julia> M= 1_000_000; X= hcat( fill(1.0, M), rand( M, 5 ) );  y= rand(M);  ## make data
julia> @btime begin; z= pinv(X)* y; end;  ## or the like

Application Recommendation

  • If you do not care too much about memory use and you only need one final regression coefficient for all the data, then use QR or GLM.
  • If your data is really ill conditioned, use SVD.
  • If storage space is of the essence, or you need sequential coefficient regression output (i.e., updating coefficient estimates as data flows in), use AS75.

One-Time Regressions

To compare these methods on an iMac Pro on 1 million observations, with 5 random variables (plus a constant) predicting a 6th random variable,

Method Memory Store Speed
Filter AS75 <300 bytes 1,700 ms
OLS LA: inv(X'\*X)\*X'\*y 56 MByte Feed 48 ms
QR: X\y 56 MByte Feed 58 ms
SVD: pinv(X)*y 56 MByte Feed 150 ms
GLM.jl lm 56 MByte Feed, 109 MByte Store 19 ms

If only a single regression is required, then AS75 is slower by orders of magnitude. However, it requires far less storage.

Sequential Updating (Filtering) Regression Coefficients

When coefficients are needed on each iteration (recursive coefficients), this reverses. With 2 variables (plus constant), the execution speed is

Method 100 1,000 2,000 4,000 8,000
AS75 Speed (ms) 0.1 1 2 5 10
QR Speed (ms) 1.0 30 82 261 1,058

AS75 is not just faster, but also requires orders of magnitude less storage.

GLM with Missing, DataFrames, and RegressionTables

GLM plays especially well with DataFrames:

  1. It offers a “formula” interface, which is deliberately R-like (though less capable).
  2. GLM knows only when used with dataframes how to ignore missing observations.
  3. The RegressionTables.jl package is the preferred way to look at and save regression output.
snippet.juliarepl
julia> using DataFrames, GLM

julia> yb= [1.0:10.0;]; mydf= DataFrame( y=vcat(yb,999.9,missing) , x1= vcat(yb.^2,missing,999.9) , x2= vcat(yb.^3, 999.9, 999.9) );

julia> mydf
12×3 DataFrame
│ Row │ y        │ x1       │ x2      │
│     │ Float64⍰ │ Float64⍰ │ Float64 │
├─────┼──────────┼──────────┼─────────┤
│ 11.01.01.0     │
│ 22.04.08.0     │
│ 33.09.027.0    │
│ 44.016.064.0    │
│ 55.025.0125.0   │
│ 66.036.0216.0   │
│ 77.049.0343.0   │
│ 88.064.0512.0   │
│ 99.081.0729.0   │
│ 1010.0100.01000.0  │
│ 11999.9missing999.9   │
│ 12missing999.9999.9julia> myols1= lm( @formula( y ~ x1 ), mydf )
StatsModels.DataFrameRegressionModel{LinearModel{LmResp{Array{Float64,1}},DensePredChol{Float64,LinearAlgebra.Cholesky{Float64,Array{Float64,2}}}},Array{Float64,2}}

Formula: y ~ 1 + x1

Coefficients:
              Estimate  Std.Error t value Pr(>|t|)
(Intercept)    2.17582   0.353361 6.15751   0.0003
x1           0.0863422 0.00702062 12.2984    <1e–5


julia> nobs(myols1)	## note: the result is a Float, which ignores missing observations
10.0

julia> myols2= lm( @formula( y ~ x1 + x2 ), mydf );

julia> using RegressionTables	## show the output in nicer form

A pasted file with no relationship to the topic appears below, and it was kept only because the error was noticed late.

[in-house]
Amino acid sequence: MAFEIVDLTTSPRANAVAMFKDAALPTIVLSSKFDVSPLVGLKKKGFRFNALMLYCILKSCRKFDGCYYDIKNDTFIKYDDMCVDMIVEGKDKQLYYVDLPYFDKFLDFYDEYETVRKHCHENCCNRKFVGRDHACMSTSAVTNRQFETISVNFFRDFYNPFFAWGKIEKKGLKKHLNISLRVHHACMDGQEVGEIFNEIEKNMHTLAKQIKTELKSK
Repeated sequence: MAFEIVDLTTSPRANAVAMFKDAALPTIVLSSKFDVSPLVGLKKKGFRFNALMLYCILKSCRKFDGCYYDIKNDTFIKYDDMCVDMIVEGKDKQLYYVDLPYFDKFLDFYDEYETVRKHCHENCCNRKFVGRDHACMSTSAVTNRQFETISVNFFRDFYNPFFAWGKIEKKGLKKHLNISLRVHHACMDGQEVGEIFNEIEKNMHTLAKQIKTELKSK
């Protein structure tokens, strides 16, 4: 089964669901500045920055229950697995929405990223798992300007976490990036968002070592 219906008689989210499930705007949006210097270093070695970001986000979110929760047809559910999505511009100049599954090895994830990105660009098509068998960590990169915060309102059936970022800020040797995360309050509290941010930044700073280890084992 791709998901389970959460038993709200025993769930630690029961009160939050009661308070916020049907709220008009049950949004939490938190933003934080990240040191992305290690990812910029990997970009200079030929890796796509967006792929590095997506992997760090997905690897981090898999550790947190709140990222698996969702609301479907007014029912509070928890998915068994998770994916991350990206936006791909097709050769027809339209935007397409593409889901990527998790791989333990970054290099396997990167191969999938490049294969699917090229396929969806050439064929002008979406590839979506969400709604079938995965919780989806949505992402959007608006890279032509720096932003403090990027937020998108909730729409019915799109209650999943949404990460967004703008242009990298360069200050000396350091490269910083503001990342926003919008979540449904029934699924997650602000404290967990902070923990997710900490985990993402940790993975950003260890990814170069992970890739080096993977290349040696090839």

julia> regtable( myols1, myols2 )	## output both models side by side

----------------------------------
                        y
              --------------------
                   (1)         (2)
----------------------------------
(Intercept)   2.176***    1.247***
               (0.353)     (0.179)
x1            0.086***    0.202***
               (0.007)     (0.016)
x2                       –0.012***
                           (0.002)
----------------------------------
Estimator          OLS         OLS
----------------------------------
N                   10          10
R2               0.950       0.994
----------------------------------


julia> regtable(myols1, myols2; standardize_coef=true)	## the coefs now are the '*sd(x)/sd(y)' and *often* what you should be interested in

----------------------------------
                        y
              --------------------
                   (1)         (2)
----------------------------------
(Intercept)   0.000***    0.000***
               (0.000)     (0.000)
x1            0.975***    2.279***
               (0.079)     (0.179)
x2                       –1.322***
                           (0.179)
----------------------------------
Estimator          OLS         OLS
----------------------------------
N                   10          10
R2               0.950       0.994
----------------------------------



julia> regtable( myols1, myols2; renderSettings=latexOutput() )  ## latexOutput also takes an optional filename.
\begin{tabular}{lrr}
\toprule
            & \multicolumn{2}{c}{y} \\
\cmidrule(lr){23}
            &      (1) &        (2) \\
\midrule
(Intercept) & 2.176*** &   1.247*** \\
            &  (0.353) &    (0.179) \\
x1          & 0.086*** &   0.202*** \\
            &  (0.007) &    (0.016) \\
x2          &          &  –0.012*** \\
            &          &    (0.002) \\
\midrule
Estimator   &      OLS &        OLS \\
\midrule
$N$         &       10 &         10 \\
$R^2$       &    0.950 &      0.994 \\
\bottomrule
\end{tabular}
  • RegressionTables allows modifying much output according to end-user preferences.
  • RegressionTables can also render in htmlOutput().
  • As noted, unlike the plain vector/matrix numeric interface to GLM, the DataFrame/Formula interface knows how to handle missing cases. However, NaN must be converted to missing first. DataFrame also provides (minimal) support for other statistics through its completecases interface.

Backmatter

Useful Packages on Julia Repository

  • Mocha for neural network learning
  • LightML for many statistical techniques now grouped as “machine learning.”

Notes

References

multistats.txt · Last modified: 2018/11/25 08:56 (external edit)